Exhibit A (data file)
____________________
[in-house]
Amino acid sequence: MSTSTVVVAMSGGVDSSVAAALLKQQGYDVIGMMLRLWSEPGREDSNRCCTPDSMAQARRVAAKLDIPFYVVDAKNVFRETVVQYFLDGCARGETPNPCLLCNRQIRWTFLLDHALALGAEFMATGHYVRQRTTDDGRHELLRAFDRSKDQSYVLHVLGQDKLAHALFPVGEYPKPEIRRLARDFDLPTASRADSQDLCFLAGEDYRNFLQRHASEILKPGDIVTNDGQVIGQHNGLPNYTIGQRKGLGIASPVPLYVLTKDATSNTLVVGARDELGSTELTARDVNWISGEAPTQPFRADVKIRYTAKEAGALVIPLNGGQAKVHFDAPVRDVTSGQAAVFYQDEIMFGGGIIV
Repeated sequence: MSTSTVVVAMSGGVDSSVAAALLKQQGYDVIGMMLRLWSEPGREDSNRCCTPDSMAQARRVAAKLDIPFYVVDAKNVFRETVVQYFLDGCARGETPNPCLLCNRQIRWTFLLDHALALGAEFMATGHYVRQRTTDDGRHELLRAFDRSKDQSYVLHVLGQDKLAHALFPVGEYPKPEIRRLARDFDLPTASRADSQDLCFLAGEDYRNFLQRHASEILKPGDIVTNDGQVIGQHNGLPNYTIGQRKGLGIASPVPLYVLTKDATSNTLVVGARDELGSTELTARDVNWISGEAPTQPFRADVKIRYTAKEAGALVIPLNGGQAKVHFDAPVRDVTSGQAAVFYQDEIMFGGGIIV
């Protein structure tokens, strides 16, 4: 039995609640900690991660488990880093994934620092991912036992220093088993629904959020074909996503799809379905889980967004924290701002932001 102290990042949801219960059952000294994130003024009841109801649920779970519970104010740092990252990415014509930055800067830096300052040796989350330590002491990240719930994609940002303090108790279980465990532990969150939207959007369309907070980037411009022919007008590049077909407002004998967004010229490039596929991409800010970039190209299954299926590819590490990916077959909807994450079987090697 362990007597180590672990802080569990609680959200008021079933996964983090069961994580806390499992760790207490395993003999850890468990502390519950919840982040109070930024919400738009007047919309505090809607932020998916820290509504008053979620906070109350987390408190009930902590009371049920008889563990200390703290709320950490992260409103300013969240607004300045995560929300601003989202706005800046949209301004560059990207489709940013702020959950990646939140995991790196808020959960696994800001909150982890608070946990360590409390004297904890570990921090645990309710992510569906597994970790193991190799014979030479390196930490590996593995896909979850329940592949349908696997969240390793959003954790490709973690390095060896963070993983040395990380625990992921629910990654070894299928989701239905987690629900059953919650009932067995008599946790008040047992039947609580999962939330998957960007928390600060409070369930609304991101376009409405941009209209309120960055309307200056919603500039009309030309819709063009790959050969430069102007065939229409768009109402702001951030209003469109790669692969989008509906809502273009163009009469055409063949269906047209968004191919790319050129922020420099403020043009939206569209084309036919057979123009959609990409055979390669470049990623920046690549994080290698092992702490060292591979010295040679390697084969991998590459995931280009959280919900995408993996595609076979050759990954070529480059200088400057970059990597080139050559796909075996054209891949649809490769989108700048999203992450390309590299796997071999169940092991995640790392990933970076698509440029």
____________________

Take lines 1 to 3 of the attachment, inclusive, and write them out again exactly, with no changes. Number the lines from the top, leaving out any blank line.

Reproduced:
[in-house]
Amino acid sequence: MSTSTVVVAMSGGVDSSVAAALLKQQGYDVIGMMLRLWSEPGREDSNRCCTPDSMAQARRVAAKLDIPFYVVDAKNVFRETVVQYFLDGCARGETPNPCLLCNRQIRWTFLLDHALALGAEFMATGHYVRQRTTDDGRHELLRAFDRSKDQSYVLHVLGQDKLAHALFPVGEYPKPEIRRLARDFDLPTASRADSQDLCFLAGEDYRNFLQRHASEILKPGDIVTNDGQVIGQHNGLPNYTIGQRKGLGIASPVPLYVLTKDATSNTLVVGARDELGSTELTARDVNWISGEAPTQPFRADVKIRYTAKEAGALVIPLNGGQAKVHFDAPVRDVTSGQAAVFYQDEIMFGGGIIV
Repeated sequence: MSTSTVVVAMSGGVDSSVAAALLKQQGYDVIGMMLRLWSEPGREDSNRCCTPDSMAQARRVAAKLDIPFYVVDAKNVFRETVVQYFLDGCARGETPNPCLLCNRQIRWTFLLDHALALGAEFMATGHYVRQRTTDDGRHELLRAFDRSKDQSYVLHVLGQDKLAHALFPVGEYPKPEIRRLARDFDLPTASRADSQDLCFLAGEDYRNFLQRHASEILKPGDIVTNDGQVIGQHNGLPNYTIGQRKGLGIASPVPLYVLTKDATSNTLVVGARDELGSTELTARDVNWISGEAPTQPFRADVKIRYTAKEAGALVIPLNGGQAKVHFDAPVRDVTSGQAAVFYQDEIMFGGGIIV